What happens when machine learning meets digital advertising?

David Renaudie

Data Scientist, Innovation & Research, Amadeus IT Group

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Have you ever wondered how it’s possible that the advertisement on your screen shows exactly what you were looking for? Welcome to the wonderful world of digital advertising fuelled by machine learning. This makes many sceptical or afraid, but there’s no reason to be, we’re just entering a new era where technology enables relevant and respectful ad targeting.

phone as target

As a data scientist, there's nothing more exciting than playing with big data and fine-tuning top-notch algorithms to get concrete business results. It’s a fascinating process that allows us to make sense out of incredible complexity. This is my bread and butter, but to be honest, it’s even better when the computer itself makes sense of the data: this is called machine learning.

Machine Learning

Machine learning

is a field of computer science using artificial intelligence and advanced statistics to unveil patterns hidden in huge amounts of data. To do so, the computer automatically builds and updates a model by understanding the patterns detected in the data, allowing for better decision making. Predictive analytics is a good example of how using machine learning can help glean useful insights.

I've had a chance to apply these techniques to the digital advertising world. In this highly competitive market, being able to bid for the relevant ad space in a matter of milliseconds is key for generating leads and revenue. Ultimately, the objective is to purchase relevant display banner slots for advertising partners of travel audience, an Amadeus company specialised in digital advertising for travel. We worked hand in hand with travel audience data specialists to make this happen.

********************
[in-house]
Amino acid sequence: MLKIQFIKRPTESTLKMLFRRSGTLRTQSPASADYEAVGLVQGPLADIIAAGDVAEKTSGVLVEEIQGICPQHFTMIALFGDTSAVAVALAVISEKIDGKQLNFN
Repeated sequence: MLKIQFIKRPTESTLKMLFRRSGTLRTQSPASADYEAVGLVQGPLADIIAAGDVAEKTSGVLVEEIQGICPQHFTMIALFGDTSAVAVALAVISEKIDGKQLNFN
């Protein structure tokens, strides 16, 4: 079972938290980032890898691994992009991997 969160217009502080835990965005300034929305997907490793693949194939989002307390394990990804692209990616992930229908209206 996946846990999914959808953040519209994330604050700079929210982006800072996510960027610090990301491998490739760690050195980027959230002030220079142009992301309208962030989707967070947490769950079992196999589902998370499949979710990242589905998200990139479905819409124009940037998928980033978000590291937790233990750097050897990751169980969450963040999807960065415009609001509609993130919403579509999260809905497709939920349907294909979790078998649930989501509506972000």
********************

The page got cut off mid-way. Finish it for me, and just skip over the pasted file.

The Holy Grail is to be able to predict whether a user seeing an ad on a website will click on it, or not. If you knew in advance that a horse in a race has a high probability to win, then you would bet more on it, right? Similarly, a well calibrated click prediction engine enables the placement of smarter bids for ad slots. Machine learning helps make sense of past data in order to predict the future. But it doesn’t come that easily.

Applying predictive analytics to digital advertising

How we did it

First, you have to reach a deep business understanding of the data. It sounds obvious, but so many people rush into coding without having the slightest idea of the true meaning of the data they have. Once you start getting data insights, many questions will arise. The answers to these questions will uplift you well above average performance.

Second, you have to eat gigabytes of data for breakfast. Not literally of course, but manipulating this huge mass of information with ease is a must and technologies like Hadoop and Spark make this is possible. And as I said, this is just for breakfast.

Third, you have to pick the right algorithm. Ever looked for a needle in a haystack? This is harder. And let’s be clear, there’s no such thing as an ‘über algorithm’ that ‘suits all your-needs and brings you a coffee’. And you have to know each algorithms’ strength and weakness. Once you find the right algorithm, you pick relevant data-science metrics to evaluate your model’s performance, derived from the defined business goal. You play with the chosen algorithm, adapt it, and fine-tune it as if it were a mechanical Swiss watch. When that’s done, it begins crunching massive amounts of a data in a fraction of second. We can see how well it works with training data to predict future clicks – and yes, we can estimate this. It’s awesome, really.

Finally, how do we check whether all this stuff is really working? Our colleagues at travel audience plug the machine learning model in to one of the bidding platforms and watch it make decisions. Each KPI such as click-through rate and conversions are monitored closely. You watch the improvements with your very own eyes and see the click-through rates improve by not 1%, 5%, or 10% - they are multiplied by 3! And it’s only the beginning of how machine learning can lead to real business results.


Big Data, Artificial Intelligence